Manna Tree

A night of celebration ends in tragedy, shocking Cole Patterson to his core. Cole’s brother breaks his promise not to drink and drive, causing a fatal accident. Cole greets the victims’ family, shouldering his brother’s guilt since he was no longer there to do it himself. Yet when he sees Margot Reed, something other than grief and guilt fills his soul.


Excerpt Chapter 4

“Jesus!”

Margot swallowed a yelp and stumbled back, barely missing the fist that had been trying to knock on her door when she had opened it. Her heart wanted to burst out of her chest, and she drew in large gulps of air to calm herself.

“I’m sorry,” Margot apologized, staring at her sock-covered feet, then laughter replaced her fright. She’d completely forgotten Cole had slept on her couch last night.

Laughter turned into a caught gasp, however, as she moved her eyes up his body to his face. He was bare-chested, his jeans hanging low around his narrow hips and water still beaded on his slightly tanned skin. She dropped her eyes again quickly, embarrassed. “So sorry!”

It wasn’t as though she’d never seen a man’s naked chest before, though it had been three years since the last time, and the ones she’d seen had never been white.

“I didn’t think this out very well myself,” came a rumble, and she looked up again. Cole was blushing, though there was something in his eyes that made her step back more and divert her attention.

“Was there something you needed?”

“I was just coming to check on you,” he said sheepishly, zipping up his jeans and slipping on his shirt. “I thought I’d have some time between the knock and you answering the door.”

“It’s all right,” Margot promised, slightly distracted by him buttoning his top. “Are you hungry? I am. I was about to get a bowl of cereal, but if you want something more I can make it.”

“Cereal’s fine,” Cole said. “I don’t generally eat breakfast anyway.”

Margot frowned. “That’s bad. It’s the most important meal of the day!”

“It’s usually a Dunkin’ Donuts coffee and a doughnut, if that. I get busy,” he said with a shrug.

“Be lucky you’re not my child,” Margot muttered, brushing by him and going down the hall to her kitchen. “I’d force you to eat every morning!”

Cole chuckled. “Believe me, I’m very lucky we’re not related!”

“You think I’ll be a bad mama?”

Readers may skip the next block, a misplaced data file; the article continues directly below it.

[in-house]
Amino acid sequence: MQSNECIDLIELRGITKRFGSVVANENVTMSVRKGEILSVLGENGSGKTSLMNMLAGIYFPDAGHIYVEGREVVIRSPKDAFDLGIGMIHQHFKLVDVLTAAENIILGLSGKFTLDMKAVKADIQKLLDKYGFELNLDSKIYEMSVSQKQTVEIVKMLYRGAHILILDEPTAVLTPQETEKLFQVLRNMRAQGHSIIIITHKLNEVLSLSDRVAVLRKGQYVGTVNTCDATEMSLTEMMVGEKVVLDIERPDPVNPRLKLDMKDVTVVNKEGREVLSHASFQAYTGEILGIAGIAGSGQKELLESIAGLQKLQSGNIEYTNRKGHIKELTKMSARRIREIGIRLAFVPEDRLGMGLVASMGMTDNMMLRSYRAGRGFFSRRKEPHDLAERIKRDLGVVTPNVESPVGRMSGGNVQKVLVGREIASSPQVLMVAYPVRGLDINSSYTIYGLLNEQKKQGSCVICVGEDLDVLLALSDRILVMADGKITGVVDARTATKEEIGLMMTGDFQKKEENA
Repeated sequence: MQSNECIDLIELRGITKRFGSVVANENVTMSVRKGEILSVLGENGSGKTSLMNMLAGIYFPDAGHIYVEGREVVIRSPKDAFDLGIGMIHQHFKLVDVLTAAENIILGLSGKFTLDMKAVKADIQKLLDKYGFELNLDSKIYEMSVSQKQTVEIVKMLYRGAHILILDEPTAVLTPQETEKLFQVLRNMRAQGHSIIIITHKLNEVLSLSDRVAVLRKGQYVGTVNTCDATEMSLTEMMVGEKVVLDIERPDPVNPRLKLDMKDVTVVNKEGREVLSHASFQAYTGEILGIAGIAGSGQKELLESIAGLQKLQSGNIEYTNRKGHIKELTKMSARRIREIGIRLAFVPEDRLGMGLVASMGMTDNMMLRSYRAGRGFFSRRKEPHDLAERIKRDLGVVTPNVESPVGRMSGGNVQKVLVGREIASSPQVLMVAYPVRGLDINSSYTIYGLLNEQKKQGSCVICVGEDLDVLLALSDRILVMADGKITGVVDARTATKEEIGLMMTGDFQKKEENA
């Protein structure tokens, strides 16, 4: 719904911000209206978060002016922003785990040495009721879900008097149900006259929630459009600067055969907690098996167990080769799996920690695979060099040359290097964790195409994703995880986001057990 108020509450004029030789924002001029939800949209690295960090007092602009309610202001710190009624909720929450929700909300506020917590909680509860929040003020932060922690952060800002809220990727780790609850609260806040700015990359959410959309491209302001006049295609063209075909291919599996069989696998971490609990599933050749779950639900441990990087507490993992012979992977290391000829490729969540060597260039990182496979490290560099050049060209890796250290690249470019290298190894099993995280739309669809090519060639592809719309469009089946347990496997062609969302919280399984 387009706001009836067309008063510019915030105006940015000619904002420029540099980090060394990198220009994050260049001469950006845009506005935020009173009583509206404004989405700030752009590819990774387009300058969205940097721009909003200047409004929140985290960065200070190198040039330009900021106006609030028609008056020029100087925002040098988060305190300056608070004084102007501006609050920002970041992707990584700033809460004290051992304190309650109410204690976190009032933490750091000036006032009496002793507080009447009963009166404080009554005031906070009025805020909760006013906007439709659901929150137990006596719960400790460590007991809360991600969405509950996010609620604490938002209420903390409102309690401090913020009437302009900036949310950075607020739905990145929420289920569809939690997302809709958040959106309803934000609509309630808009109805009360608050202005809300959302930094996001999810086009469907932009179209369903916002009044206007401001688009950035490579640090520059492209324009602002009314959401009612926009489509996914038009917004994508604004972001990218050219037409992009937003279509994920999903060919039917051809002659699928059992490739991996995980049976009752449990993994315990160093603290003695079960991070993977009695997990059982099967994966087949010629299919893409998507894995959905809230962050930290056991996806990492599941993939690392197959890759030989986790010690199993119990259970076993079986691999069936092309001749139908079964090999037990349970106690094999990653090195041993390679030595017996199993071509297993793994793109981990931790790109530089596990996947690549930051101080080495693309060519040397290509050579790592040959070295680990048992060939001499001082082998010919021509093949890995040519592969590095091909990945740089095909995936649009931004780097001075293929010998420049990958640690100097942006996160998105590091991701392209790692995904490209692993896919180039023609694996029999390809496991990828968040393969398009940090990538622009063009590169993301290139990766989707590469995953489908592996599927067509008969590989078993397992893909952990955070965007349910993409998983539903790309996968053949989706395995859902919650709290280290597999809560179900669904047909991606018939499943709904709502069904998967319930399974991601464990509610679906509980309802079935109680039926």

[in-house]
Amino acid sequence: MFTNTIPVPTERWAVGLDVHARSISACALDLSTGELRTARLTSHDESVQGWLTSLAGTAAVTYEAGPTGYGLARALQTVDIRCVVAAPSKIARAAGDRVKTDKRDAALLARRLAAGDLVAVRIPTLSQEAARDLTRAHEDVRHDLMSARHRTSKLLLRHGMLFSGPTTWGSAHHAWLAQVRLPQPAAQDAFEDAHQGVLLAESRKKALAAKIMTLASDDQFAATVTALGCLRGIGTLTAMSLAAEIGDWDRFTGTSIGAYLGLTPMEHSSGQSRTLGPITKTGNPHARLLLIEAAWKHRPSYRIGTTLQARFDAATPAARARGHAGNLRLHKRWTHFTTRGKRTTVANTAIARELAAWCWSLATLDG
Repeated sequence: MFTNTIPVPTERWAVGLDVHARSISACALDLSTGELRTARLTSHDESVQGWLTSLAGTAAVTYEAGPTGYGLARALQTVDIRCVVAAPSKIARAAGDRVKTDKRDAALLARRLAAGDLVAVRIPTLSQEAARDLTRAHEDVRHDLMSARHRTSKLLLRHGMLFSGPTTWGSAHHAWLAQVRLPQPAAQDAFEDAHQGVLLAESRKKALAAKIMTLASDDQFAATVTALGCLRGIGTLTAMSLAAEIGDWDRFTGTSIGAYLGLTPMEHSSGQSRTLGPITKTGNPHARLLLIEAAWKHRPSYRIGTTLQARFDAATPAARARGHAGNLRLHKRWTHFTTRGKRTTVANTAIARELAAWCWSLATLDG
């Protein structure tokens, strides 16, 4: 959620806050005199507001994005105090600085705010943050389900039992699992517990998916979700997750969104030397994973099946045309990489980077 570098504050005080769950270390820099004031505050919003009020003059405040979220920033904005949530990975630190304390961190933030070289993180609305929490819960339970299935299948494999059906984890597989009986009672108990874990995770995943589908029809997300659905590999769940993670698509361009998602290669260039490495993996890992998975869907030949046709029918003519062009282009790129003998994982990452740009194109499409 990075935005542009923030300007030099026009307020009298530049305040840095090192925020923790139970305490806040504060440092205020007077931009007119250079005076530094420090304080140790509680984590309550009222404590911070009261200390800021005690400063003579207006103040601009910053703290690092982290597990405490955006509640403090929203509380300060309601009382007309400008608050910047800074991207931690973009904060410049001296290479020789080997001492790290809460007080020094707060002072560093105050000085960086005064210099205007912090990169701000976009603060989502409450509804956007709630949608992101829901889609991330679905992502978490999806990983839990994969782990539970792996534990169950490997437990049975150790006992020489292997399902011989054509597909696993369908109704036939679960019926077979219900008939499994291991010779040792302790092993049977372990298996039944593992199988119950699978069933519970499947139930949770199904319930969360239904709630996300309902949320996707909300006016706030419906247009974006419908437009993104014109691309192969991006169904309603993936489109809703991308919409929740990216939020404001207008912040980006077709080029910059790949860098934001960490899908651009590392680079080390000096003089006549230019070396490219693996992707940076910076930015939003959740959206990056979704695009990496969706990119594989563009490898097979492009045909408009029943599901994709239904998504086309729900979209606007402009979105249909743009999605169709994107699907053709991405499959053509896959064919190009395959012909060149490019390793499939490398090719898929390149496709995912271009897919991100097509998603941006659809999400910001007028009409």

“Not at all,” he said quickly, stopping just at the entrance of the kitchen while she went inside and pulled down two bowls. “But…it’d be awkward.”

“Awkward?”

He blew air out of his nostrils in silent laughter. “It wouldn’t be good to check out your mother, would it?”

She’d been reaching for the cereal box when he’d said it, and she knocked it down accidentally. Tiny circles of oats overwhelmed the tile floor. “Lord…”

“Whoops,” Cole said, coming to her to help. “Broom?”

“That tall cabinet by the fridge,” Margot muttered, stepping around the mess to get the broom.
Cole refused to give it to her. “You handle breakfast. I’ll clean up.”

Luckily, there was another unopened box of cereal she’d purchased on her last grocery run, and she prepared the bowls while he swept. When finished, the pair sat at the breakfast bar, Cole reading the cereal box while Margot focused on the far wall.

“You’ve checked me out?” That shocked her. At no point during their acquaintance had she ever been dressed to merit such a thing. Cole coughed and Margot winced, rubbing his back as he got himself together. “Sorry.”

“That’s all right,” he said with a laugh, taking the napkin to wipe his mouth. “I didn’t expect the question.”
“I didn’t, either,” Margot admitted. “But…really?”

Cole glanced at her, running his fingers along his glass of orange juice. “You’re a striking woman, Margot.”
“I’ve looked a hot mess the entire time you’ve known me!”

“I disagree, and…you haven’t been dressing to attract attention, either,” Cole conceded. “But I’m not blind. I think you’re very attractive.”

If she’d been as light as her mother wished she were, Cole would’ve been able to see her blush. “In about three months, I’m sure you’ll change your mind!” Margot said in an effort to diffuse the tension that had suddenly enveloped them.

He didn’t answer her for a moment. “In three months, huh?”

It was then Margot realized what she’d unwittingly insinuated, and she was so embarrassed she was sure she could fry an egg on her cheeks. “Are you done?” she asked instead, looking at his empty bowl. She didn’t wait for his answer and took it and hers to the sink, rinsing them out with nervous hands and nearly scalding water. Cole reached around her to turn on the cold water, clearly seeing the steam rising from the tap as she tended to her task.

“Margot—”

“Dr. Pierce only gave you a few days; I’m sorry to assume,” she said, interrupting whatever he had to say. She wasn’t in the mood for “thanks, but no thanks”; she’d rather just cut right to the end.

“You need me for longer than that, Margot,” he challenged.

“You don’t have to—”

“I do—”

“I don’t want you around because of guilt or pity,” Margot said, turning off the water and putting the bowls in the dishwasher. “I can do all of that by myself.”

“Of all the things I feel right now, Margot, pity is not one of them.”

He was closer now, and her heart raced in anticipation and fear. The timing was off; the situation was off; the everything was off, and yet…

She turned her head to face him, and he touched her chin gently. She closed her eyes, unused to such tender contact from a man who wasn’t family.

Author Savannah J. Frierson
Published November 2016
Publisher SJF Books LLC
Story Length
Universe Unincorporated

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